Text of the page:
ACT! for America leader Hanah Kahwagi Tudor, who goes by the pseudonym "Brigitte Gabriel," claims an American Muslim "cannot be a loyal citizen" and that Islam is the "real enemy." She once told the Australian Jewish News: "Every practicing Muslim is a radical Muslim." She also claimed that "Islamo-fascism is a politically-correct word ... it's the vehicle for Islam ... Islam is the problem."
According to an expose of the group by the Tennessean newspaper, "ACT members see themselves as warriors in a clash between Western civilization and Islam."
The Southern Poverty Law Center lists Gabriel as one of the "Anti-Islam Inner Circle" and says, "She is prone to sweeping generalizations and exaggerations as she describes a grand, sophisticated Muslim conspiracy bent on world domination."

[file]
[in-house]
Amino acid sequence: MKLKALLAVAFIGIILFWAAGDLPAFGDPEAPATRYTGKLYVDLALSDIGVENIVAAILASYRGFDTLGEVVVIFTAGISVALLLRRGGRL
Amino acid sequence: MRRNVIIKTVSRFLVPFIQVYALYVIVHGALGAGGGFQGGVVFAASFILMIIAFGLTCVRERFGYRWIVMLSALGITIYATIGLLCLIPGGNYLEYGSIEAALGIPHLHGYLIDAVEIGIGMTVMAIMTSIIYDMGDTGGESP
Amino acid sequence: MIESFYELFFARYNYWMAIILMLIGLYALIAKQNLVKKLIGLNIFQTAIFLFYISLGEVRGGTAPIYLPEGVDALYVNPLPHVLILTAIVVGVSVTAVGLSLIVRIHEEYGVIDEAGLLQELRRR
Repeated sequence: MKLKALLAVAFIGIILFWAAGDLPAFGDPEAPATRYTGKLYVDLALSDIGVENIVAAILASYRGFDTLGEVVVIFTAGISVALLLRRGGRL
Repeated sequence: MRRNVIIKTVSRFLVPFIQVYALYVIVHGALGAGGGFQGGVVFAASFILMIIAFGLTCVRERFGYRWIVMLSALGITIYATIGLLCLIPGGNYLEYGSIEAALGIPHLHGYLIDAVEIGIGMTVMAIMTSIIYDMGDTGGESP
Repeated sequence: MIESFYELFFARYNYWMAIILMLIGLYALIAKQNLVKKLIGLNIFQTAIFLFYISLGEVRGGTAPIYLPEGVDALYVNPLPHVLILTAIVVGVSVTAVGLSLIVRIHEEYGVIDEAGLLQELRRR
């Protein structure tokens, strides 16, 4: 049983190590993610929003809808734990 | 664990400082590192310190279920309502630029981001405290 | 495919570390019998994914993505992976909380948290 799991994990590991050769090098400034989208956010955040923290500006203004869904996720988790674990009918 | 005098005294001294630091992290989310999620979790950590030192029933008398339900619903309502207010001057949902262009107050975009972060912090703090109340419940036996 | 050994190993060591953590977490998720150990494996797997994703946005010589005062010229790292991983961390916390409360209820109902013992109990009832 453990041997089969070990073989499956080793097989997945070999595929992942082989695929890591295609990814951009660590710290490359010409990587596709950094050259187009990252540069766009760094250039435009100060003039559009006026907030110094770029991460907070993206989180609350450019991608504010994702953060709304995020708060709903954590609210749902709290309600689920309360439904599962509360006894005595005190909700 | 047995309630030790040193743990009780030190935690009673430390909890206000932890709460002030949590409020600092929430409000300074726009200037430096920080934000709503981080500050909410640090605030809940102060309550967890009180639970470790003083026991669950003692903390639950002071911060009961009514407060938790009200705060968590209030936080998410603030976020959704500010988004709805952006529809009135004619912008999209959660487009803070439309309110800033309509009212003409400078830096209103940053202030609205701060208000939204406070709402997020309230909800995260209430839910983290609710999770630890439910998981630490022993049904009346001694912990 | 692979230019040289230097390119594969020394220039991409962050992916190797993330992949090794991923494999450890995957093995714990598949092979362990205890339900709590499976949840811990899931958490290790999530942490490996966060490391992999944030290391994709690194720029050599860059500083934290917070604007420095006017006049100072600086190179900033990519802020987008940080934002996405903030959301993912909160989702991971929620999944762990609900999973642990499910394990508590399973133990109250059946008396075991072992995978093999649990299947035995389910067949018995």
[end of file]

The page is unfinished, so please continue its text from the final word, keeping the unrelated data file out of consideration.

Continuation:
When asked whether Americans should "resist Muslims who want to seek political office in this nation," Gabriel said: "Absolutely. If a Muslim who has -- who is -- a practicing Muslim who believes the word of the Koran to be the word of Allah, who abides by Islam, who goes to mosque and prays every Friday, who prays five times a day -- this practicing Muslim, who believes in the teachings of the Koran, cannot be a loyal citizen to the United States of America."
Gabriel stated: "America and the West are doomed to failure in this war unless they stand up and identify the real enemy: Islam."
Along with her stated desire to have Muslims barred from public office, Gabriel has also claimed that Arabs "have no soul" and that Muslims worship "something they call 'Allah,' which is very different from the God we believe [in]."
A person staffing an ACT! for America information table in Florida was caught on video bragging that he desecrated the Quran, Islam's revealed text, and urinates in the washing stations Muslims use to perform their ritual ablutions (wudu) for prayer.